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Qualities Your Next FURever Home Should Have

Chandy Andre


Jan 29 5 minutes read

Your pet is a part of your family, after all, and you want him to love your new house as much as you do. However, considering your dog’s needs isn’t a totally altruistic venture; buying a home with these three features makes pet ownership itself a little bit easier.

1. A Backyard

A yard is an obvious need for any dog owner. Going for a walk every time your dog needs to use the bathroom simply isn’t practical. When you’re looking for your new house, put a backyard on your list of must-haves. A backyard should be large enough that your dog can do his business and have space for play; the specific size will depend on your dog’s size and energy level. If you can, buy a house with a fenced yard. Nothing beats the convenience of simply letting your dog out the backdoor when he needs to go.

2. Pet-Resistant Flooring

Between accidents, muddy paws, and nails, dogs can do a number to your home’s flooring. Tile and stone flooring is durable and easy to maintain, although its hardness means you’ll need to provide soft spaces for your pet to lounge. Luxury vinyl, cork, and bamboo are all scratch- and stain-resistant, not to mention easy to clean. If you’re set on hardwood, flooring professionals recommend engineered hardwood for its durability against moisture and scratching. Avoid carpet whenever possible. If you want some softness underfoot, area rugs and carpet tiles are easier to clean and replace than wall-to-wall carpeting.

3. A Walkable Neighborhood

Buying the right house for you and your dog isn’t just about the home itself. The surrounding neighborhood has a big impact on life with your dog. Pay attention to a neighborhood’s sidewalks, parks, and storefronts to determine if it’s a good fit for your family. Are sidewalks plentiful and in good repair, or are they cracked and overgrown? Are there parks within walking distance? What about an off-leash dog park? According to research, pet owners walk their dogs more when there’s park in the neighborhood. While not strictly necessary, dog-friendly restaurants, cafes, and pet stores make it easy to include your pet in your social life.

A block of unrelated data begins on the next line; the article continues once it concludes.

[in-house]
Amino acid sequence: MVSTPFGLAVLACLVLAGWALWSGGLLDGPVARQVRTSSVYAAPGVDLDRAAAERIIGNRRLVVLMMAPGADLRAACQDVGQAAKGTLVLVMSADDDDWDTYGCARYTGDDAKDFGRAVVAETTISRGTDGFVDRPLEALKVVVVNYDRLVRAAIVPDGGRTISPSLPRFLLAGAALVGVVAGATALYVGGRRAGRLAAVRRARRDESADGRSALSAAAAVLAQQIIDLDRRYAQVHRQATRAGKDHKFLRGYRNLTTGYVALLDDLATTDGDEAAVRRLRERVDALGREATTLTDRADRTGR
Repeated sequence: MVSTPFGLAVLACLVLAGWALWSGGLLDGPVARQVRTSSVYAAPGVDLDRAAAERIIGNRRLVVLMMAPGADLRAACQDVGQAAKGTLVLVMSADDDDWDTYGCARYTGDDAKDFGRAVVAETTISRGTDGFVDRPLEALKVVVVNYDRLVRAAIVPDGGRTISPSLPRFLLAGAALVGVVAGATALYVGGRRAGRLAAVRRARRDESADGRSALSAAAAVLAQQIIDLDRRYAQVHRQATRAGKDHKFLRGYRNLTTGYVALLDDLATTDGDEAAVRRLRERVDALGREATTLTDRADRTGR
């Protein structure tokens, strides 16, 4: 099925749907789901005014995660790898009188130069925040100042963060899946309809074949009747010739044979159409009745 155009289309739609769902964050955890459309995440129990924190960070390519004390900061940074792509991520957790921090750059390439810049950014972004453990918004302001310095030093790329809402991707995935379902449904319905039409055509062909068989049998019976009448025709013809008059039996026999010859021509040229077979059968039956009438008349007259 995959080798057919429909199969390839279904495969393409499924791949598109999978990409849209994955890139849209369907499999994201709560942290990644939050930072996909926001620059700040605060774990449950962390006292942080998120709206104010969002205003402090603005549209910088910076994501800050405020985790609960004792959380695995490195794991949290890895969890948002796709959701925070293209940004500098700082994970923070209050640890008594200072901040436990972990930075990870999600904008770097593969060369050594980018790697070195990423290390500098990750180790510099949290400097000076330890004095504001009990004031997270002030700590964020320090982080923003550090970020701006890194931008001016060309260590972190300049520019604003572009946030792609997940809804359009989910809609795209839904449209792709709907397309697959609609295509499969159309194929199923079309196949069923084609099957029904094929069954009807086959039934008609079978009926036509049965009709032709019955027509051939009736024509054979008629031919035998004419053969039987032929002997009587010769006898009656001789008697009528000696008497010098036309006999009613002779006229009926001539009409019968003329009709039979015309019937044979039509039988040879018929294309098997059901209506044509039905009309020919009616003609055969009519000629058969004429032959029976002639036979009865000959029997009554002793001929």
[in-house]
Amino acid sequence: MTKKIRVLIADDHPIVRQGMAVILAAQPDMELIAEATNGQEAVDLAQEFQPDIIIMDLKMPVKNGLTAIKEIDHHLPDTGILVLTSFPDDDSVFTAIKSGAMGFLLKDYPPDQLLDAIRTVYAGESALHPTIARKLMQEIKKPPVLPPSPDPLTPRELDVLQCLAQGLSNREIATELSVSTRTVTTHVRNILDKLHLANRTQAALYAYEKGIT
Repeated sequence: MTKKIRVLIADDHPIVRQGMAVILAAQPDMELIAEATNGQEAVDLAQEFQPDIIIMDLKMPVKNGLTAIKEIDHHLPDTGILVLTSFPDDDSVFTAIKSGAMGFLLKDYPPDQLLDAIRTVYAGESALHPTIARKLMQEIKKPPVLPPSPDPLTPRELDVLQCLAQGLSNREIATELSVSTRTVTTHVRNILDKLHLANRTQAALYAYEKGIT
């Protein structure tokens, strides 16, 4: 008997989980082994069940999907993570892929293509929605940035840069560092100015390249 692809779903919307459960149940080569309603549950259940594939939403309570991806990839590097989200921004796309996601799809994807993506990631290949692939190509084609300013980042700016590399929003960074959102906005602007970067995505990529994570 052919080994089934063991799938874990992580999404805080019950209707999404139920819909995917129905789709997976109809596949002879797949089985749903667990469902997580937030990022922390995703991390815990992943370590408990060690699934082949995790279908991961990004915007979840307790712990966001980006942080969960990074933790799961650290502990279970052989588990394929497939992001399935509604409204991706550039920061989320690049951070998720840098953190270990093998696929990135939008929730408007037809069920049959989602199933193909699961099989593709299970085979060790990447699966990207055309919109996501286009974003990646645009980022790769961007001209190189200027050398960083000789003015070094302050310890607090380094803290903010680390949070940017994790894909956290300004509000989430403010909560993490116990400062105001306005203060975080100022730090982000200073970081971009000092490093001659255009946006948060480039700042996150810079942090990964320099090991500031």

Of course, just because you’ve found the perfect home doesn’t mean the transition will be seamless. 

Dogs can become stressed and anxious when moving house because they see things changing and don’t understand why.

Make the move easier on your pet by bringing him to the new house before you move in. Spend time playing in the yard and letting him sniff around rooms so he learns it’s a safe and fun place. When you pack up, make sure your dog’s bed and toys are in an accessible location. Unpacking them immediately will bring familiar scents into the new house and increase your dog’s comfort level.

No matter how well you prepare, your dog could still act out during or after the move. Eliminate some of the stresses that moving day brings by choosing a low-key moving day.'s moving statistics reveal Sunday after 2 p.m. to be the least busy time to plan a move (and Monday after 2 p.m. if you can book on a Sunday). Be strategic to get a well-rested, non-rushed moving team. Following the move, make sure any misbehavior is limited to a frustration, not a danger, by keeping potential poisons, chewing hazards, and unpacked boxes in a closed-off area until they’re unpacked and put away.

Most importantly, keep your routine as consistent as possible after the move. It’s hard to find time for walks when you’re trying to unpack, but consistency is key for minimizing anxiety and problem behavior during this transition.

For dog owners, buying a house is a welcome escape from the prohibitive pet policies, high deposits, and breed restrictions that are all too common in rental housing. Take advantage of the freedoms of home ownership by finding a house where your dog feels welcome from day one.

Article provided by Medina at


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